Pandora founder and Chief Strategy Officer Tim Westergren was spotlighted in a hosted Q&A session at the Goldman Sachs “Communacopia” conference yesterday. (Transcript here; elaborate registration required.) In a wide-ranging discussion, Westergren elaborated on Pandora’s business priorities, the state of music rights management globally, the company’s ad sales efforts, competition from Apple, the Nielsen/Arbitron merger, and several other topics.
“Our goal is to supplant the existing broadcasts of formal radio, becoming much more pleasing to consumers,” Westergren remarked at the start. Throughout the interview he emphasized Pandora’s main differentiator being the quality of its music experience (“We build better playlists”), and a stay-the-course roadmap absent of reinvention.
Pandora is a two-tier Internet radio platform that offers free listening supported by advertising, and ad-free subscription membership. Westergren clearly articulated how the two programs, with their respective costs and revenues, are balanced. Business growth efforts are concentrated on the ad side, with the premium membership portion considered supplementary. Subscriptions account for 20 percent of revenue. “We’re not a premium business [...] the real name of the game for us is delivering on the ad-supported business [...] that’s really where the home run is.”
Accordingly, the free-listening cap applied during this past summer was not a ploy to drive subscriptions, Westergren said, although it did motivate some users to sign up. The cap’s purpose was to solve under-monetization of a portion of non-paying mobile listeners. When that loss was corrected (no specifics there from Westergren), the cap was removed.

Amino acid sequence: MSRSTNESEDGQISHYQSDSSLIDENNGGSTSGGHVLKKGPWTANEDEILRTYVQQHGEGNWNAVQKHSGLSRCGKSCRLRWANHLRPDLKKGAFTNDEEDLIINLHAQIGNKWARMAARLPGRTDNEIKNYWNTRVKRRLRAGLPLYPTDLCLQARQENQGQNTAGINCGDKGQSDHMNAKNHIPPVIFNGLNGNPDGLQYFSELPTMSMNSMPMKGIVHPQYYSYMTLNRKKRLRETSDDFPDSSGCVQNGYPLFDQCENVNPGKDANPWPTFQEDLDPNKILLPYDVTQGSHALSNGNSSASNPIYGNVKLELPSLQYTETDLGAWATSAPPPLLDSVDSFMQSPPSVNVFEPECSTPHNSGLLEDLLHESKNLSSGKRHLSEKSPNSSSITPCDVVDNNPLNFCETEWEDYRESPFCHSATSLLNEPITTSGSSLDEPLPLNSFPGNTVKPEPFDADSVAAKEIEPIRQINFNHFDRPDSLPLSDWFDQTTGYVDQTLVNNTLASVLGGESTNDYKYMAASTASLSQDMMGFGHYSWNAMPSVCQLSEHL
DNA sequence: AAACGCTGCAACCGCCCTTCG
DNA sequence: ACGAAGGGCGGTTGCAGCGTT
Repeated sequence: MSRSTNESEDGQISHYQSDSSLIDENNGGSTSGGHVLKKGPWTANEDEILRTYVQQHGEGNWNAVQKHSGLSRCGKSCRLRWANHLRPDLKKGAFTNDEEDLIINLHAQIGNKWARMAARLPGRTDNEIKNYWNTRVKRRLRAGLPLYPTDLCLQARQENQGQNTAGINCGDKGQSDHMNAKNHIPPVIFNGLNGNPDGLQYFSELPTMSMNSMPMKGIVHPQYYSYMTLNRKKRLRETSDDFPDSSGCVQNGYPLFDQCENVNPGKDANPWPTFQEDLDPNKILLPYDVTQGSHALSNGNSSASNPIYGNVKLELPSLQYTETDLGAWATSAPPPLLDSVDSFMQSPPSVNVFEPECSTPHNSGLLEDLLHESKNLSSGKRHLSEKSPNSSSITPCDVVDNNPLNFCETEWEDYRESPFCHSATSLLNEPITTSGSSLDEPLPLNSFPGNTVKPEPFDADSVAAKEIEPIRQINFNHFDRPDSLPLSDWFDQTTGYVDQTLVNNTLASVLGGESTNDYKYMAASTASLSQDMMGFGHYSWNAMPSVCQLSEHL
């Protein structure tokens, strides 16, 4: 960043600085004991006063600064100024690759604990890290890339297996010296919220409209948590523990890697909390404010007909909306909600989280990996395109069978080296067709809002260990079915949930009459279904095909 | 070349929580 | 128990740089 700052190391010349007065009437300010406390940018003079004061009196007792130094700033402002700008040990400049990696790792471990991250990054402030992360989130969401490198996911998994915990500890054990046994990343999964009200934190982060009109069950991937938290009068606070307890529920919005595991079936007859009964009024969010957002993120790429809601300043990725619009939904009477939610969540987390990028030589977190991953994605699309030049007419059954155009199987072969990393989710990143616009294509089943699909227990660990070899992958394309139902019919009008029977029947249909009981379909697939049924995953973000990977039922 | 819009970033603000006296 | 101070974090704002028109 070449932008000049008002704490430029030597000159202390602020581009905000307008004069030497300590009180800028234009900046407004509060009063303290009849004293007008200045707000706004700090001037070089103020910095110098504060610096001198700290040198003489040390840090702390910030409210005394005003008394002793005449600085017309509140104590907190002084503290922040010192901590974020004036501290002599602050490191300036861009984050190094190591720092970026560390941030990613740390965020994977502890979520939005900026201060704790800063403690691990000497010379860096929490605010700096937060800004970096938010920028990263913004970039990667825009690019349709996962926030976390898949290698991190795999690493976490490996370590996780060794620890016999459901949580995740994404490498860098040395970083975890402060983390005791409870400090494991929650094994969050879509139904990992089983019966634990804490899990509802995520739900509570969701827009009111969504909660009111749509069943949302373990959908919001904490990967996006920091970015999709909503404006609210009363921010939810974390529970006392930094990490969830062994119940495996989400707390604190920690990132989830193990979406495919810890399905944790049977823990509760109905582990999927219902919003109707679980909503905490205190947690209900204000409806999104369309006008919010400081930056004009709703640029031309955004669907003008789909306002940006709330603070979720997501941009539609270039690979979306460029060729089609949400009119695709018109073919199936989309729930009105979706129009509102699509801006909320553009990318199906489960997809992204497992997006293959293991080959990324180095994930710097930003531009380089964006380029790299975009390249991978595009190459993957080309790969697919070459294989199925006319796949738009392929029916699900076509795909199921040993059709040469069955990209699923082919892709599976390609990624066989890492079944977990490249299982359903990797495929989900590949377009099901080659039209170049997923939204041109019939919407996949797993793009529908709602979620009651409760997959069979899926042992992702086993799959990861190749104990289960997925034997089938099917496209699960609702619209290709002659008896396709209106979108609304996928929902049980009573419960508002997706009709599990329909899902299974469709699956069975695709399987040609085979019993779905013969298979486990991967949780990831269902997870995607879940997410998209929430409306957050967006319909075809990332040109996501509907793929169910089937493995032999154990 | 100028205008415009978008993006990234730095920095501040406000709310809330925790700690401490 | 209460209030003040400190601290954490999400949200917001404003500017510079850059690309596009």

When it comes to supplanting broadcast radio, distribution is paramount. The Pandora founder talked about capturing market share in cars and in homes (neatly corresponding to survey results released yesterday by Edison Research showing car and home as AM/FM strongholds), and a strategy of ubiquity. A significant portion of Pandora’s engineering force is dedicated to embedding the service in all kinds of devices, from dashboards to in-car CD players to refrigerators.
If device distribution is proceeding quickly, geographic expansion is stalled. According to Westergren, the problem is music rights negotiations. It’s no secret that Pandora is struggling with content costs. “Rights administration is just not a very healthy part of the music business [...] rights are granted country by country, territory by territory.” Pandora was able to open in Australia and New Zealand because of favorable royalty setups, but has been thwarted in other regions because of licensing obstacles. “As we think about deploying in new countries, right now we can’t even begin to do it.”
A few other points:
- Pandora is embedded in over 1,000 devices.
- The service’s recommendation engine, built on the Music Genome Project, is enhanced by over 36-billion up/down votes by users.
- Westergren has been aggressively hiring local sales specialists, region by region according to market share.
- There is no immediate, specific plan for recently-raised capital. Acquisitions are possible, but nothing on the horizon.
- Pandora’s audio ad load will never approach that of broadcast radio. It is possible to achieve a “fantastic business” with fewer commercials.
- Westergren likes the Nielsen/Arbitron merger for the usual “common currency” reasons.
- The competitive impact of iTunes Radio will be “modest.” Pandora has faced many large competitors, and its share has grown.
- Pandora is the third-largest generator of mobile revenue.